Why is education free in Finland?

Finnish education is known for two things: The education system enjoys world-wide recognition for its excellence and, unlike in many other countries, there are no tuition fees.

In Finland, education is regarded as a fundamental right and the Finnish education policy emphasises equal opportunities for all. Against this background, it is rather easy to understand why there are no tuition fees in Finland, and why free education has been extended to cover citizens of other countries, too. In the university sector, the foundations for and the terms of tuition-free education are laid in the Universities Act (link: http://www.finlex.fi/fi/laki/kaannokset/2009/en20090558.pdf).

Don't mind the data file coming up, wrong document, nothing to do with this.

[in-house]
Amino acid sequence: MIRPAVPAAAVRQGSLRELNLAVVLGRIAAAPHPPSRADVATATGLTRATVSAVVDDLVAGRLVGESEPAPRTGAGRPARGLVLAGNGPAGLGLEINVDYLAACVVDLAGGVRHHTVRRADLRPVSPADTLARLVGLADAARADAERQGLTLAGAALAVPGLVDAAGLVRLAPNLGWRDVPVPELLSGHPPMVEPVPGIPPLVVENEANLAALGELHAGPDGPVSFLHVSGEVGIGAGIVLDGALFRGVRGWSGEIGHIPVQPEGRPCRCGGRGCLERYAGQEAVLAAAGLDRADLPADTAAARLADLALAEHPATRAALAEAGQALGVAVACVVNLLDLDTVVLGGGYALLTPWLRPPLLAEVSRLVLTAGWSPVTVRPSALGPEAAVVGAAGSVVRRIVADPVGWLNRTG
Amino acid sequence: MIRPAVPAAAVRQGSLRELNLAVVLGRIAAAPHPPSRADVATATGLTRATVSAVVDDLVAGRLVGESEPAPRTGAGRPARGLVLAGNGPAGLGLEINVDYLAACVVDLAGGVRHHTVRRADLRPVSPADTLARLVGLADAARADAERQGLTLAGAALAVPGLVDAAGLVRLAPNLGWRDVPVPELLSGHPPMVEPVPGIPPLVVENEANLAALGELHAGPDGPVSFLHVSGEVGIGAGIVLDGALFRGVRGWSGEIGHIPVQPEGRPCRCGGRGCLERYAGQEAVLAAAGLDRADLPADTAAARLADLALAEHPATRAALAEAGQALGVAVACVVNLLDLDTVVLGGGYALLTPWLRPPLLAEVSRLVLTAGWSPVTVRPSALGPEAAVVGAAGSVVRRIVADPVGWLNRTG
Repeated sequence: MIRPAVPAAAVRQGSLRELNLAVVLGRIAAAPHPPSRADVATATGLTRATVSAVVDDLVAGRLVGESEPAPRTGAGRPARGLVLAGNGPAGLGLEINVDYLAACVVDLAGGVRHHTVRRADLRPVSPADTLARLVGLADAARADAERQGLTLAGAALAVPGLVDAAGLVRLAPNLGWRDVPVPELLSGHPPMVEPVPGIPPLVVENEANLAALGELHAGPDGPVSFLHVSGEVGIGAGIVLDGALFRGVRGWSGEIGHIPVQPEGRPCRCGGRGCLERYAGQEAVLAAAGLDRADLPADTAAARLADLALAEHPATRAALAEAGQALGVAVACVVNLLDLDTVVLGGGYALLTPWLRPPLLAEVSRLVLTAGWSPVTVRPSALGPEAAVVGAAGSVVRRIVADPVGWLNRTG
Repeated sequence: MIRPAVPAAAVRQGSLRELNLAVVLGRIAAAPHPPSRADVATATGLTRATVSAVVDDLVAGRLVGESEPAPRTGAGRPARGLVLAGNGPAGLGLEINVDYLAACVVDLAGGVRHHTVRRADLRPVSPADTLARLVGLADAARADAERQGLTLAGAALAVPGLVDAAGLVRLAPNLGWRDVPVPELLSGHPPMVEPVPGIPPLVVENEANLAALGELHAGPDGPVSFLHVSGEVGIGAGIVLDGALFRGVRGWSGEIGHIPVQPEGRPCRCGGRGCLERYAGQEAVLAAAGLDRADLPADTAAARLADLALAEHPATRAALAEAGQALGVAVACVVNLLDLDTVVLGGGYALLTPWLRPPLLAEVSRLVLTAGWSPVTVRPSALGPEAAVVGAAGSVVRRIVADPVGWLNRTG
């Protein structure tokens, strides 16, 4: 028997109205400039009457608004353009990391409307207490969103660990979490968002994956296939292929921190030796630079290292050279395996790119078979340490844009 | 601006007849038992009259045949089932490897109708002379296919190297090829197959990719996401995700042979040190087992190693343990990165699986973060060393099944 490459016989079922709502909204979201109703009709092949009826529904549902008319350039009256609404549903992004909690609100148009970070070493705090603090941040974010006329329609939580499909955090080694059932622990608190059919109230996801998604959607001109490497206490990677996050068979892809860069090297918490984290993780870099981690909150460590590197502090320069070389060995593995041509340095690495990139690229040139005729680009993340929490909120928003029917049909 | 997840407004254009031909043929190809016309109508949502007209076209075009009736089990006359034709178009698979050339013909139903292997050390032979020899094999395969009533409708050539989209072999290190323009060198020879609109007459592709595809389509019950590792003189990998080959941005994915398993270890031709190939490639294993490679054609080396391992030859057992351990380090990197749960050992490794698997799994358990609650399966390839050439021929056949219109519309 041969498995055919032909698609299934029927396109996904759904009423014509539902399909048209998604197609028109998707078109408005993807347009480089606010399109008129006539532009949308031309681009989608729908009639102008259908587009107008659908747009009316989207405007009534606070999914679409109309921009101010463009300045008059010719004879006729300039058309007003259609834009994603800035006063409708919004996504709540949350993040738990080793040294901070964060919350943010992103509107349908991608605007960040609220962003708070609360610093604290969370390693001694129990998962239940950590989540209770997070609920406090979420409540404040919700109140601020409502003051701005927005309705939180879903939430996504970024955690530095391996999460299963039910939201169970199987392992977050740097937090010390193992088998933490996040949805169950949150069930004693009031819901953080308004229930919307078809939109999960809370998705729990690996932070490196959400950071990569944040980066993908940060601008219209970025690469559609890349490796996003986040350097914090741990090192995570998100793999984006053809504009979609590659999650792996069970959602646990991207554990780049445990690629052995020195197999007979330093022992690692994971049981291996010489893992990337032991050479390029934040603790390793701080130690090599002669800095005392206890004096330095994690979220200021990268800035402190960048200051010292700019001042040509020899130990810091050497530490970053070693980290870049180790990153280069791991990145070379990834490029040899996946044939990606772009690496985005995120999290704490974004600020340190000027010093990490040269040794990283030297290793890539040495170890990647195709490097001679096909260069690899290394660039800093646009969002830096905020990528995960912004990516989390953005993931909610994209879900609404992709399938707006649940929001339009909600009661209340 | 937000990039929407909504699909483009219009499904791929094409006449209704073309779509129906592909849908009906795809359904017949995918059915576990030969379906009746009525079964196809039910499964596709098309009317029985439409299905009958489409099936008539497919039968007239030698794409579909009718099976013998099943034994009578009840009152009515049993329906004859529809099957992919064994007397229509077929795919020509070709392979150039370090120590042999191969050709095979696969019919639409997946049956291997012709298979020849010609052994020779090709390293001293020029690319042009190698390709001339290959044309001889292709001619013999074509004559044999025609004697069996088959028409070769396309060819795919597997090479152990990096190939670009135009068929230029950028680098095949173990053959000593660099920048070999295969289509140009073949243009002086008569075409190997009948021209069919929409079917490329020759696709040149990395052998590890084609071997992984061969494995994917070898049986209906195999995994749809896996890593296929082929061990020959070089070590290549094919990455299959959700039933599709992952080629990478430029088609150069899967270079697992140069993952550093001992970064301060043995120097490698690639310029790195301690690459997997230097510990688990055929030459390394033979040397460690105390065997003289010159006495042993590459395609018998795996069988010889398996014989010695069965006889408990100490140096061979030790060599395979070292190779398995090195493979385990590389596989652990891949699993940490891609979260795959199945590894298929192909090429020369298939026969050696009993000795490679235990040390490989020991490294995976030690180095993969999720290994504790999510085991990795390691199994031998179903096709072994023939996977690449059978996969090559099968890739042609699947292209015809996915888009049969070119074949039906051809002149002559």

All Finnish universities are publicly funded. Despite enjoying large autonomy, the Finnish universities are supervised by the Ministry of Education and Culture of Finland.

The University of Eastern Finland, UEF, is committed to a high standard of research and education. UEF has passed a quality assurance audit carried out by the Finnish Higher Education Evaluation Council, and adopted an ISO 9001:2000 compliant quality management system. Furthermore, since launching its operations in 2010, the UEF has appeared frequently, indeed annually, in several rankings listing the world's leading universities. In 2015, UEF was ranked among the leading 400 universities in the world by Times Higher Education, among the leading 350 universities in the world by QS World University Rankings, and among the leading 401–500 universities in the world by Academic Ranking of World Universities.

To learn more about education in Finland, please see the website of the Ministry of Education and Culture of Finland: http://www.minedu.fi/OPM/Koulutus/?lang=en